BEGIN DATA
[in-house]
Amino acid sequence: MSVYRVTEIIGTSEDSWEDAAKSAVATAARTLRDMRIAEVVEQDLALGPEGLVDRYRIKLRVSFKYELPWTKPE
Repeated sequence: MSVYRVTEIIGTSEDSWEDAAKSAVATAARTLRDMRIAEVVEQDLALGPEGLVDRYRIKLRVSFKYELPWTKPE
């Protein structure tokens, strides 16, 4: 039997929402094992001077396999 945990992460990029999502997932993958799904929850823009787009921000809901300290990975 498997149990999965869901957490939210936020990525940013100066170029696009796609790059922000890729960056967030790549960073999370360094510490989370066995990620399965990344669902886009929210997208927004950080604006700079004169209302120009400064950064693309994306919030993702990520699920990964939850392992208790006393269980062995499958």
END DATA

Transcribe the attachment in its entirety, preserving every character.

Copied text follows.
[in-house]
Amino acid sequence: MSVYRVTEIIGTSEDSWEDAAKSAVATAARTLRDMRIAEVVEQDLALGPEGLVDRYRIKLRVSFKYELPWTKPE
Repeated sequence: MSVYRVTEIIGTSEDSWEDAAKSAVATAARTLRDMRIAEVVEQDLALGPEGLVDRYRIKLRVSFKYELPWTKPE
């Protein structure tokens, strides 16, 4: 039997929402094992001077396999 945990992460990029999502997932993958799904929850823009787009921000809901300290990975 498997149990999965869901957490939210936020990525940013100066170029696009796609790059922000890729960056967030790549960073999370360094510490989370066995990620399965990344669902886009929210997208927004950080604006700079004169209302120009400064950064693309994306919030993702990520699920990964939850392992208790006393269980062995499958």